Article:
The Ghanaian economy is on a rebound with a sustained momentum in pick-up in economic activity, the Monetary Policy Committee of the Bank of Ghana (BoG) has said.
According to the central bank, the updated Composite Index of Economic Activity (CIEA) recorded an annual growth of 13.9 per cent in January 2021, which is the highest since December 2019, compared to 3.4 per cent in the corresponding period of 2020.
It noted that the key drivers of economic activity during the period were construction, imports, industrial consumption of electricity, domestic VAT, passenger arrivals at the airport, and port activity.
Additionally, the bank’s latest confidence survey conducted in February 2021 showed some softening of both consumer and business sentiments.
“Although business and consumer sentiments softened on the back of the surge in COVID cases in the early months of 2021, the rollout of the vaccination programme has increased optimism about the future and will further add a boost to the anticipated recovery in growth. Even though private sector credit growth remains generally weak due to the pandemic, the rebound of input supplies evidenced by increased non-oil imports should support the ongoing rebound in economic activity,” it said.
BoG gave the assurance that the banking sector remains well-positioned to continue with the core objective of financial intermediation to support the ongoing recovery process.
“Banks are projected to sustain the strong performance under mild to moderate stress conditions. While some of the regulatory reliefs extended to the industry have helped banks’ continued support of the real sector, close monitoring and heightened supervision will be required to address potential vulnerabilities in the industry, as the pandemic lingers,” it said.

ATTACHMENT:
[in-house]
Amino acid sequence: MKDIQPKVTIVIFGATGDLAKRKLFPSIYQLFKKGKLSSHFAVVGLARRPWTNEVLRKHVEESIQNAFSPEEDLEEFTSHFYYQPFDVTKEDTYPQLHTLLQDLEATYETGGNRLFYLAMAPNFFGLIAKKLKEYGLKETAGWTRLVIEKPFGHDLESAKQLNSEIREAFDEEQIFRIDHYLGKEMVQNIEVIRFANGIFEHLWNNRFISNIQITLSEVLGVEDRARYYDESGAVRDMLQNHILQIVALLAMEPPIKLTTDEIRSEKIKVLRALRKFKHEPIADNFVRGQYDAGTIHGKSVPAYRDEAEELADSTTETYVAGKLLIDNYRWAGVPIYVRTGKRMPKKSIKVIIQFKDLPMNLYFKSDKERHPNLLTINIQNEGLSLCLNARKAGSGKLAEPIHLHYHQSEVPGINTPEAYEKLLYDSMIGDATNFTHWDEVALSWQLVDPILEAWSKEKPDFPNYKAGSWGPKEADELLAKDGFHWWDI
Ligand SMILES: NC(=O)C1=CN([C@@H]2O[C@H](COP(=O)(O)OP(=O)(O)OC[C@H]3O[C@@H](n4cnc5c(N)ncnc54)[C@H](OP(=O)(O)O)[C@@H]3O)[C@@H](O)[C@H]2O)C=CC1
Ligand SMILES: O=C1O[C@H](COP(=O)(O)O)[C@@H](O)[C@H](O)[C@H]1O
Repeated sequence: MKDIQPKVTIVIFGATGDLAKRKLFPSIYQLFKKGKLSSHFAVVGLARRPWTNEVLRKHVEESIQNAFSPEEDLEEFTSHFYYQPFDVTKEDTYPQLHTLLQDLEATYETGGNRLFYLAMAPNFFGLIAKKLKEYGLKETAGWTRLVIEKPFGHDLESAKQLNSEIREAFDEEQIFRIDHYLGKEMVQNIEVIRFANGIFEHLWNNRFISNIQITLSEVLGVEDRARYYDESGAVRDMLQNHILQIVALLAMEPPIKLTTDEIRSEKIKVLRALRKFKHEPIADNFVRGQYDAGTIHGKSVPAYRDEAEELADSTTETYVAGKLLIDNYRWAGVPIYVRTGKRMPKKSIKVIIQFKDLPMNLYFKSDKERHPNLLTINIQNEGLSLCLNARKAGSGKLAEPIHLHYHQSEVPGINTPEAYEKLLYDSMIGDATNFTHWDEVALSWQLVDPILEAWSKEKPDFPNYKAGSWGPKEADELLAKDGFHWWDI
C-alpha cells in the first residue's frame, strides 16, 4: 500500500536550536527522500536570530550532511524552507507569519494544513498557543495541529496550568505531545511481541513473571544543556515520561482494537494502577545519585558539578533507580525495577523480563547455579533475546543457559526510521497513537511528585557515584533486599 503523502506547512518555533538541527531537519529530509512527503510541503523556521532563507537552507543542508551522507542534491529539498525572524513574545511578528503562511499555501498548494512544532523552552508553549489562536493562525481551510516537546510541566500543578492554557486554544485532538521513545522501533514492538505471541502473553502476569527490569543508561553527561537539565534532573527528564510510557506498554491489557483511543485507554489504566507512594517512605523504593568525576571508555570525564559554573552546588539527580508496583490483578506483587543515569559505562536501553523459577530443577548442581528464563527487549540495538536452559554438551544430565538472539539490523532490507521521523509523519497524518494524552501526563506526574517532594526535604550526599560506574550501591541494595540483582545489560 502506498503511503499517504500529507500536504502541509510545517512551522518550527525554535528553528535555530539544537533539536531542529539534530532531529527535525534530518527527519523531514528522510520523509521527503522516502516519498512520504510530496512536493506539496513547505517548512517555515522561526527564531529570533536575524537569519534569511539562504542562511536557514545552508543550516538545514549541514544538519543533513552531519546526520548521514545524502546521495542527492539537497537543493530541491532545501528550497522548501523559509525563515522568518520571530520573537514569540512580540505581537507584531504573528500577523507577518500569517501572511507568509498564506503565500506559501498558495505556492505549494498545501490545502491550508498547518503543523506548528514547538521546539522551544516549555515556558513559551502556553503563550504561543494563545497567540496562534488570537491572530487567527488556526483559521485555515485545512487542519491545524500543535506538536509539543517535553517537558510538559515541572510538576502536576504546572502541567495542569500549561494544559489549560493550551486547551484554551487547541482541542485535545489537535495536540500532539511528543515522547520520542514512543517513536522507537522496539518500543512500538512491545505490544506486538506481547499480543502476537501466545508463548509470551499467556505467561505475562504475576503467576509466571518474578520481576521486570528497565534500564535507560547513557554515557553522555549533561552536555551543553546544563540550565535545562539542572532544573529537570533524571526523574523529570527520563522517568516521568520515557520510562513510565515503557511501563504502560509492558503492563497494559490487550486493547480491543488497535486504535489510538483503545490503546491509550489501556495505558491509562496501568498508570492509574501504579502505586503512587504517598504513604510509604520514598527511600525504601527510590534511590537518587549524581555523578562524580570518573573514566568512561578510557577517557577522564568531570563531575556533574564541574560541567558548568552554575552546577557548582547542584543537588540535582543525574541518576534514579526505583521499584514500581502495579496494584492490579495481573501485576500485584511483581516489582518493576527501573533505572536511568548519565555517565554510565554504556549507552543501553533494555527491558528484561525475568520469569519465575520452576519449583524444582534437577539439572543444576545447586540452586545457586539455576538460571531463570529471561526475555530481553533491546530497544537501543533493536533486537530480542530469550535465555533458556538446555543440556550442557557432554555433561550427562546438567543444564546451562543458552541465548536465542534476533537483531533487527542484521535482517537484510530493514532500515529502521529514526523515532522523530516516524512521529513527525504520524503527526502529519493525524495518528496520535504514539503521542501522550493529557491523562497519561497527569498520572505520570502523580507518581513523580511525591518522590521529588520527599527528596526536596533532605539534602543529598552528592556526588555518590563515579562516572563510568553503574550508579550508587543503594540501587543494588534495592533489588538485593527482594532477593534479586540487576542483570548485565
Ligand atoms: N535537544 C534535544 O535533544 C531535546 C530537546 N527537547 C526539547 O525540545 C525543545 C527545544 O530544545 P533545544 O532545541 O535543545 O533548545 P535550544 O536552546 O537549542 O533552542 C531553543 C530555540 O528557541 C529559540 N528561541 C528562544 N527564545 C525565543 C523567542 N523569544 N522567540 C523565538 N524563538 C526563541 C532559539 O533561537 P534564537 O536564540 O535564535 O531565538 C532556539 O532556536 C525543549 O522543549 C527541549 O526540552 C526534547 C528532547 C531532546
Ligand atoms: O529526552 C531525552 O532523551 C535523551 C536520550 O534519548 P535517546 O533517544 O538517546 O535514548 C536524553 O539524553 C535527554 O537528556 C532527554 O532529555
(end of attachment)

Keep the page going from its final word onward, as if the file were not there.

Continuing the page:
This was made known in a statement by BoG Monetary Policy Committee on Ghana’s economic developments for the first two months of 2021.
It further said that Ghana’s financial soundness indicators remained positive underpinned by robust solvency, liquidity, and profitability indicators.
“The industry’s Capital Adequacy Ratio was 20.2 per cent at end-February 2021, well above the regulatory minimum threshold. Core liquid assets to short-term liabilities was 26.5 percent in February 2021 compared with 31.3 percent a year ago. Net interest income for the first two months grew by 10.9 percent to GHC2.0 billion compared to 25.9 percent a year ago. Net fees and commissions grew by 13.7 percent to GHC435.4 million, compared with 18.4 percent growth recorded during same period last year, reflecting the observed dip in growth in loans and trade finance-related businesses,” it explained.
“Operating income rose by 8.7 percent, lower than the corresponding growth of 23.6 percent, but was supported by cost control measures which resulted in operating expenses declining by 0.3 percent, in contrast to the 18.6 percent increase for same period in 2020. Loan loss provisions, however, grew sharply by 62.2 percent, significantly higher than the 6.5 percent a year ago, reflecting continued elevated credit risks. Profit before tax, increased to GHC1.1 billion over the first two months of 2021 compared to GHC1.0 billion the same period last year,” it added.
The Central Bank noted that notwithstanding the sluggish credit demand and supply conditions due to the pandemic, the COVID-related regulatory reliefs and policy measures continue to support lending activities, with New Advances for the first two months in 2021 totalling GHC4.7 billion.
In the latest Credit Conditions Survey, banks expect an increase in demand for credit and are signalling an ease in credit stance over the next two months.
“Non-Performing Loans (NPL) ratio increased from 13.8 percent in February 2020 to 15.3 percent in February 2021 arising partly from the general pandemic-induced repayment challenges as well as some bank-specific loan recovery challenges,” it said.
The Committee, having reviewed recent global and domestic developments as well as the local economy, decided to maintain the policy rate at 14.5 percent for the 6th consecutive time.
It attributed the decision to a number of factors, including the emerging short-term pressures on inflation emanating from rising crude oil prices and the direct and secondary price effects of the revenue measures announced in the 2021 budget.